Survey Launches in Largest-Ever National Study to Assess Justice Needs of Americans
IAALS and HiiL will collect data from 10,000 people in the United States to gain an in-depth understanding of the scope of legal issues people encounter and their experiences in resolving them, on a national scale.
IAALS, the Institute for the Advancement of the American Legal System, and the Netherlands-based HiiL (The Hague Institute for Innovation of Law) recently launched the largest-ever survey of its kind as part of their US Justice Needs project. Funded by Bohemian Foundation, the US Justice Needs survey will reach 10,000 people in the United States and seek to uncover their experiences in accessing justice when they need it.
"A broad study of justice needs at all income levels is badly needed," says Jim Sandman, President Emeritus of the Legal Services Corporation, Distinguished Lecturer at the University of Pennsylvania Carey Law School, and member of the US Justice Needs Advisory Committee. "We lack current data on what legal needs people in different economic circumstances and geographic locations have and how, if at all, they address them. The survey responses will allow meaningful, research-informed progress in closing justice gaps across our legal system. This has never been more important than now, with the COVID-19 pandemic and longstanding racial injustices posing serious challenges to our society."
The scope of the survey is a major next step in the research in this field, which has been heavily focused on identifying the unmet legal needs among those with low income, or has been limited in geographical scope. US Justice Needs will survey people across all regions of the United States, including urban and rural areas, and people who have not historically been included.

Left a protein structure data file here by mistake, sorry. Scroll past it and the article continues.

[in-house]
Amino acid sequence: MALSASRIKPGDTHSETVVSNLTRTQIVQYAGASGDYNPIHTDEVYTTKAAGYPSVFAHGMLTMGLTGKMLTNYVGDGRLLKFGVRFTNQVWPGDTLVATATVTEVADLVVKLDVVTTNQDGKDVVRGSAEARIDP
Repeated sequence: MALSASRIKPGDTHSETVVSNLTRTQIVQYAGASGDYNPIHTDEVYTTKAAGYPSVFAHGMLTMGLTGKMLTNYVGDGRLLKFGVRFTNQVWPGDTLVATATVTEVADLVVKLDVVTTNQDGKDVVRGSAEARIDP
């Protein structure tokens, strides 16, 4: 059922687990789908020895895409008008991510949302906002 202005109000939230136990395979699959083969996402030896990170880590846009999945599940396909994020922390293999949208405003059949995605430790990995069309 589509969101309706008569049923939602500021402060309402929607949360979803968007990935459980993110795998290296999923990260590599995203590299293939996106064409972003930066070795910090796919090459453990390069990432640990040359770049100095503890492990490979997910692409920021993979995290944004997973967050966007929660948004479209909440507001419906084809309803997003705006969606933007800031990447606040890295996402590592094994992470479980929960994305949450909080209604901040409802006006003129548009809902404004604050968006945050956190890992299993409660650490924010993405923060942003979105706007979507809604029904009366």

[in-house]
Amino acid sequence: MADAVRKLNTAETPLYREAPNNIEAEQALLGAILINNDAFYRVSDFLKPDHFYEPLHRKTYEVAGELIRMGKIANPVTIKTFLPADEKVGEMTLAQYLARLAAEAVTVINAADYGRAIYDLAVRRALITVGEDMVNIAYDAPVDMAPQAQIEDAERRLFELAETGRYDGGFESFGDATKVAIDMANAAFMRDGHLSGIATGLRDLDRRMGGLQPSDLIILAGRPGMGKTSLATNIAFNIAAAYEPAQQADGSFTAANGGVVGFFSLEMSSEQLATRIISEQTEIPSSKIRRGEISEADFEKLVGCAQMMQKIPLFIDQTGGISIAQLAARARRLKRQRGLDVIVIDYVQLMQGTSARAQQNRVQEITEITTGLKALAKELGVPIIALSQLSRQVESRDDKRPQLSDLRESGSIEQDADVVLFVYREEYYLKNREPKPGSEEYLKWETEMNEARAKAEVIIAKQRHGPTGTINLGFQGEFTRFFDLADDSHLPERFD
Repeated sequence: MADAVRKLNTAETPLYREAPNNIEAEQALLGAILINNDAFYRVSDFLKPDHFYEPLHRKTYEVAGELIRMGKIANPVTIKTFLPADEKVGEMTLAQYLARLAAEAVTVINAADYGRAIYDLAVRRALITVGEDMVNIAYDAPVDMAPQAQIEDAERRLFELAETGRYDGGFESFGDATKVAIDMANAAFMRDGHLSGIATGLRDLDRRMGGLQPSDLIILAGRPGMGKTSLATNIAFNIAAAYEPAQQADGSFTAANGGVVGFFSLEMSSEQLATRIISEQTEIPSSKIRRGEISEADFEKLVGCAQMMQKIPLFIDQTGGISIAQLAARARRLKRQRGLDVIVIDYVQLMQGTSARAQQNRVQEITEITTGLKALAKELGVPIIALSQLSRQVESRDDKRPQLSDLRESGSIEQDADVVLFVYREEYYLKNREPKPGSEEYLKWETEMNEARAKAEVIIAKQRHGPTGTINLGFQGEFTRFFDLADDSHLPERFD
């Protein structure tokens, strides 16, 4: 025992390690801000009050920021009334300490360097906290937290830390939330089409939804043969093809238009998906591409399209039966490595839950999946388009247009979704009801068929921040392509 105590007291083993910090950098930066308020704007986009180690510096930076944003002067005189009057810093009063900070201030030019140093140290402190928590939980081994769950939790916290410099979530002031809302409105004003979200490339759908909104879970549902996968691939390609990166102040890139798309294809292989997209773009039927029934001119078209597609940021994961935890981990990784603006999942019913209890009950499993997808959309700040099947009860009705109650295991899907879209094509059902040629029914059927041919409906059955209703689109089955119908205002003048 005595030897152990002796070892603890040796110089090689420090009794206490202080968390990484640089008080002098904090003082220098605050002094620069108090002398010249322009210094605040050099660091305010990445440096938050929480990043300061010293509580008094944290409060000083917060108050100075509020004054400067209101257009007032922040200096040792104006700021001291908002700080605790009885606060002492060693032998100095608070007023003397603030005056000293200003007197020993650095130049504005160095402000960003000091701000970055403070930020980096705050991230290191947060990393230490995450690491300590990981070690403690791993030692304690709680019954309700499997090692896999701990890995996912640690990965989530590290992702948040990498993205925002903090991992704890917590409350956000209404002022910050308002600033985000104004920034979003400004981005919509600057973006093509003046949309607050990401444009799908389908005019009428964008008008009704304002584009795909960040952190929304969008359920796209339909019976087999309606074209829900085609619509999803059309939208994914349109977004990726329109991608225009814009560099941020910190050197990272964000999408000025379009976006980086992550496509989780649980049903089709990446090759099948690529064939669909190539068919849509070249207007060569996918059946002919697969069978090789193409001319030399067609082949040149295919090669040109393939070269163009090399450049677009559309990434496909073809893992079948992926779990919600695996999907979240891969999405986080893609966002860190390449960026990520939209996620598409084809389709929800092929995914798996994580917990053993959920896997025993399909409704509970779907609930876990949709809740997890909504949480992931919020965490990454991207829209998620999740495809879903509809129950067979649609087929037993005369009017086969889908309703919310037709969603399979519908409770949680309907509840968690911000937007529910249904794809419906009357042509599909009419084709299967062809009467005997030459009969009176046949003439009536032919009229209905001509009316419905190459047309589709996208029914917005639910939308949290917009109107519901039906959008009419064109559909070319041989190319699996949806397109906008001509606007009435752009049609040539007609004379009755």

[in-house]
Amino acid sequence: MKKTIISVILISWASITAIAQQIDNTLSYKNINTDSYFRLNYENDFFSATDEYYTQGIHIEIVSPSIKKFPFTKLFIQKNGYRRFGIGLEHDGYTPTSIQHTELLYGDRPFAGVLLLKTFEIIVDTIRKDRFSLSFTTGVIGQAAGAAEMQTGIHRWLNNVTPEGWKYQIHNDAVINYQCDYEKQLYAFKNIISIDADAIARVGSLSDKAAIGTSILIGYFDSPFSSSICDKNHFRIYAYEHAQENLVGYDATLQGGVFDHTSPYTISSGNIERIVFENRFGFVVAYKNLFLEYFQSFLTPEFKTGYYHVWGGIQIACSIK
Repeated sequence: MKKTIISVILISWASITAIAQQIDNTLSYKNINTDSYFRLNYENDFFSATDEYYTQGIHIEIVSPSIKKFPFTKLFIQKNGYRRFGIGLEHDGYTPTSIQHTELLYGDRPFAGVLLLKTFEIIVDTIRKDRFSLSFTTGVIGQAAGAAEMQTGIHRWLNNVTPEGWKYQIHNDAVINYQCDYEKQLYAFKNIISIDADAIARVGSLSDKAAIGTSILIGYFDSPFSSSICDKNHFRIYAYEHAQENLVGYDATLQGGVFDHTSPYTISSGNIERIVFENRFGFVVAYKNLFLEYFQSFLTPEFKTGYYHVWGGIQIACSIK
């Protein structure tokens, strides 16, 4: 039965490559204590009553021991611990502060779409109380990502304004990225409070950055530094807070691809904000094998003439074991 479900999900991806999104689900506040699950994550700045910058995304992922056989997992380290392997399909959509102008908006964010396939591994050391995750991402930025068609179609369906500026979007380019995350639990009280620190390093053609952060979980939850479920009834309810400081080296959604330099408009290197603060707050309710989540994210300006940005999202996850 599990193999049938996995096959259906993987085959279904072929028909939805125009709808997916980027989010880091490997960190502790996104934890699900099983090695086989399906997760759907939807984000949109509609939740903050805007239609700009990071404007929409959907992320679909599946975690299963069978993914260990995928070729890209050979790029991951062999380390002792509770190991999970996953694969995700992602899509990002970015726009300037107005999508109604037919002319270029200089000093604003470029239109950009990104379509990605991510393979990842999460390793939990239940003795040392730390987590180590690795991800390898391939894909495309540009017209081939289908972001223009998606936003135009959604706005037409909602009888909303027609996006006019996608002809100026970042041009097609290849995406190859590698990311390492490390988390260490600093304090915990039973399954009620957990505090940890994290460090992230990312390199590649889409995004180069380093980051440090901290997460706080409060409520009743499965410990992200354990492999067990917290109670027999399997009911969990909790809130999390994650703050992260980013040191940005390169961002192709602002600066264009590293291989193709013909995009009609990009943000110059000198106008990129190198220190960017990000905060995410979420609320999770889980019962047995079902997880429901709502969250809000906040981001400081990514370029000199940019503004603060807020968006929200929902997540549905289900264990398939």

“We want to know the legal problems that young and old, rich and poor, and urban and rural Americans have to deal with,” explains Dr. Martin Gramatikov, Measuring Justice Director at HiiL. “What are the journeys that they take to resolve these problems? How fair are the resolutions that people achieve? What are the limitations they face, and how can we remove these barriers to increase access to justice? And a new question in light of the current crisis—which legal problems do people anticipate experiencing as a result of the COVID-19 crisis?”
The results of the survey will be directly applicable to the issues we currently face as a nation, and how those intersect with access to justice for Americans. Data will be collected between mid-August and the end of September from a nationally representative sample of individuals in the United States.
“The survey is not only historic, its timing is critical,” says Rebecca Sandefur, professor in the School of Social and Family Dynamics at Arizona State University and US Justice Needs Advisory Committee member. “We’re seeing a lot of innovation right now because of the current circumstances in the United States. The time is ripe for research on this scale, to benchmark need and inform evidence-based reforms going forward.”
Outcomes from US Justice Needs will contribute vital information to the conversation regarding access to justice in order to assure that the solutions are truly addressing the right problems. IAALS and HiiL will co-publish the final report early next year, with online interactive dashboards that allow greater transparency and a deeper dive into the data. The ultimate findings will create a baseline, with the opportunity for a comparative study in the future.
“This research will be vital in the fight to provide real-world solutions tailored to the current problems that Americans face in their pursuit of justice, no matter where they reside and no matter how much they earn,” says Brittany Kauffman, Senior Director at IAALS. “The results will inform—and help to transform—justice reform work and access to justice solutions in the United States in a profound way.”